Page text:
As I listened to the composition’s progression through the movements, my emotions followed the narrative, ending on a breathless note. From my observations of fellow attendees, I was not alone in that response, which led to a resounding standing ovation. Notably, throughout the concert, the acoustics and ambiance within the sanctuary lent themselves to a fulfilling musical experience.

“I was humbled to have the RI Wind Ensemble perform my piece, Wind Chimes for 1915, in my church sanctuary,” Kalajian said. “It was very emotional for me. I will never forget the talent of Zach Friedland, who in 2015, arranged the music to be played by a wind ensemble.”

Every piece in the program that followed was a tribute to Armenian music and composers, including the prolific Alan Hovhaness and Gomidas. As I observed the skilled RIWE musicians, it was clear they were enjoying the music they were playing and appreciated the audience response. Dr. Franzblau explained that the 50-member volunteer ensemble consists of both professional and avocational musicians who are dedicated to performing for the community.

Guest soloist soprano Joanne Mouradjian gave a heartfelt performance (Photo: GVK Images)

Dr. Franzblau also invited community member and soprano Joanne Mouradjian to add her beautiful vocal performance to the program. Mouradjian expressed that she was honored to perform her chosen selections to honor the memory of her genocide survivor grandparents. She was accompanied on piano by Ann Sears. Many of us in the audience recognized the songs, including Gakavi Yerk, Oror and Groong, and her lilting and heartfelt delivery evoked a wistful remembrance of a generation now sadly gone.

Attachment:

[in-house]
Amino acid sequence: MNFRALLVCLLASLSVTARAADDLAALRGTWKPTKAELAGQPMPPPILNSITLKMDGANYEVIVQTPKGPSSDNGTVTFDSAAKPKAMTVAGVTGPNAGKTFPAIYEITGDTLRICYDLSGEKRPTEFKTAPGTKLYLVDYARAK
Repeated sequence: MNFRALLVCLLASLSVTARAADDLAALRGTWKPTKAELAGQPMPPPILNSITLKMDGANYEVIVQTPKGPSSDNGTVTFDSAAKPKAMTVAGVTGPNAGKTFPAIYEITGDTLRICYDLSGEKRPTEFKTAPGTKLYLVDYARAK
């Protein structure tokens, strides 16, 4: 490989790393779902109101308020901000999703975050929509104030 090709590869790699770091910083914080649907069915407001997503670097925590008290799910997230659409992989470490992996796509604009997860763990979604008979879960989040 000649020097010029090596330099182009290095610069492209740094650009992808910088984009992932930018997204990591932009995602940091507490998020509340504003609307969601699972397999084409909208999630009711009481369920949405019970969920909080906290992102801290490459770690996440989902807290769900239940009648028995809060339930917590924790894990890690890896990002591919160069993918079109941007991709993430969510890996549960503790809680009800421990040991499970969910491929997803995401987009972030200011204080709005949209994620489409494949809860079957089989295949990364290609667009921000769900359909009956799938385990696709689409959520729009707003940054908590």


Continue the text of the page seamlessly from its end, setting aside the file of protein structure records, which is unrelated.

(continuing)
Dr. Franzblau, who recently retired from teaching and conducting music at the college level and is in his 15th year with RIWE, selected another rousing piece to close the program. He explained: “I came to know the beauty of Gomidas’s music through Armenian Dances by Alfred Reed. This beautifully-crafted setting of five traditional Armenian tunes has long been a favorite composition of many band musicians.” The ensemble’s rousing performance once again brought the audience to its feet.

While there was no fee for attendance, the organizers were accepting freewill donations to benefit the AMAA’s Khoren and Shooshanig Avedisian School in Armenia, ultimately raising almost $4,000 for the school.

As I mingled and spoke with guests after the performance, without exception they expressed deep appreciation to the organizers, and especially to Dr. Franzblau and RIWE for choosing to so beautifully perform Armenian music during this meaningful month.

“RIWE’s mission is to provide audiences of diverse ages and cultural backgrounds access to live music of the highest quality and to present the best in traditional wind band repertoire alongside music of underrepresented and historically disenfranchised communities,” Franzblau told the Weekly. “This concert came about as a result of two things: my friendship with Charlie Kalajian and my growing familiarity with and love for Armenian music.”

With the “Echoes of Ararat” concert, Dr. Franzblau and the RI Wind Ensemble achieved their mission.

Pauline Getzoyan

Pauline Getzoyan

Pauline Getzoyan is editor of the Armenian Weekly and an active member of the Rhode Island Armenian community. A longtime member of the Providence ARF and ARS, she also is a former member of the ARS Central Executive Board. An advocate for genocide education, Pauline is the chair of the RI Holocaust & Genocide Education Commission and co-chair of the RI branch of The Genocide Education Project. In addition, she has been an adjunct instructor of developmental reading and writing in the English department at the Community College of Rhode Island since 2005.